The "maker" movement , a scrappy international subculture of independent tinkerers, inventers, hackers and hobbyists, edged a bit closer to the mainstream earlier this month with the formal grand opening of TechShop Detroit, a fabrication workshop and design incubator developed in partnership with Ford Global Technologies, a division of the Ford Motor Company.
TechShop launched its first workshop in Menlo Park in 2006 as a way to provide shared access to high-end industrial machines, tools and software for a wide range of independent manufacturing projects. The company uses a membership model not unlike a typical health club, but instead of pumping iron or running on treadmills, TechShop members use welders, milling machines, 3D scanners and printers, laser cutters, injection molders and other professional manufacturing tools to make stuff.
The cool thing about Ford's role in launching TechShop Detroit – the newest of five TechShop locations currently in operation – is that the big automaker is encouraging its own employees to make use of the facility for after-hours projects or to design new features for Ford vehicles. All Ford employees and retirees qualify for a 50 percent discount on TechShop Detroit membership, and free three-month memberships are handed out to employees who submit inventions that are deemed "worthy of patent consideration."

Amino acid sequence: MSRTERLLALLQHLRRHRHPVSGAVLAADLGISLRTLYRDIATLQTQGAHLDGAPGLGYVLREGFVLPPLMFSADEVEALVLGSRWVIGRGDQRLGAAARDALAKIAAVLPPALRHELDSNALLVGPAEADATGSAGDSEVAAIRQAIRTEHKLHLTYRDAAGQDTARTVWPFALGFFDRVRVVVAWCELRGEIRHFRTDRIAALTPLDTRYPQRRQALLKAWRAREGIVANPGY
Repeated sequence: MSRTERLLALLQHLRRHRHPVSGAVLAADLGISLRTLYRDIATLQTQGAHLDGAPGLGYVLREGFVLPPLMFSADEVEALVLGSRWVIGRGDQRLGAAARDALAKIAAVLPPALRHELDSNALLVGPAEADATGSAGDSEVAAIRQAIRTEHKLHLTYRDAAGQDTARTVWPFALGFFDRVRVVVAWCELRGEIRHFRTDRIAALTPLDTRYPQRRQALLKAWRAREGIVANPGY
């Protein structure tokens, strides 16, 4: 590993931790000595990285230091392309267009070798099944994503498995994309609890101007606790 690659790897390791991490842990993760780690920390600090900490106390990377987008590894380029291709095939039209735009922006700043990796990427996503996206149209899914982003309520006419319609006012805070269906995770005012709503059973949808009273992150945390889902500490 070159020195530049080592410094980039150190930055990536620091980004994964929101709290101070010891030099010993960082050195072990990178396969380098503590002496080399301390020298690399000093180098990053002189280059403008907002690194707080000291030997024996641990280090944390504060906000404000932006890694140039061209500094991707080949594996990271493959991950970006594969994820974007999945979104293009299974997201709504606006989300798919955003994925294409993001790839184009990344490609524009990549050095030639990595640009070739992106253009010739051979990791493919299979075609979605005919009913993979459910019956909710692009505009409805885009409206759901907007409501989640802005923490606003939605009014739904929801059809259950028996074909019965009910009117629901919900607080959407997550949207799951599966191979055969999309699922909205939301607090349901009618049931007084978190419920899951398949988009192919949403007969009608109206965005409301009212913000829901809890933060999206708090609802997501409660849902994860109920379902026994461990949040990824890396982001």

Here's how Ford Global Technologies CEO Bill Coughlin summed up his company's interest in the project for an article published by Creative Impact Michigan: "Our partnership with TechShop will connect Ford to the community of local innovators, and spark imagination that could be the solution to problems that we couldn’t solve before, or develop all new ideas that are answers to questions we weren’t even asking. In the future open innovation will play an incredibly important role in the progression of our company."
This marriage of an iconic 20th-century industrial giant and a decidedly 21st-century approach to product design and incubation is one way that established brands can tap into the extraordinary creative potential of the Share Economy – and Ford isn't the only big manufacturer to venture down that path. TechShop is also working with General Electric on a project called GE Garages, initially a series of mobile pop-up industrial workshops that will lead to the launch of permanent GE Garages by the end of this year. Other GE Garages partners include Skillshare, an online learning platform; Quirky, which brings new product ideas to market; Inventables, which supplies materials and hardware for DIY manufacturing; and MAKE, publishers of MAKE Magazine and organizers of Maker Faire events around the world that celebrate and support the maker movement.
What are you planning to make today?
Maker Faire Bay Area 2012 takes place this weekend, May 19 and 20, at the San Mateo Event Center in San Mateo. Other upcoming Maker Faires are scheduled for June 2-3 in Seoul, June 16 at the North Carolina State Fairgrounds in Raleigh, June 23-24 in Kansas City, July 28-29 in Detroit, and the World Maker Faire Sept. 29-30 in New York. For the complete Maker Faire schedule, including Mini Maker Faires in other cities, go to www.makerfaire.com.
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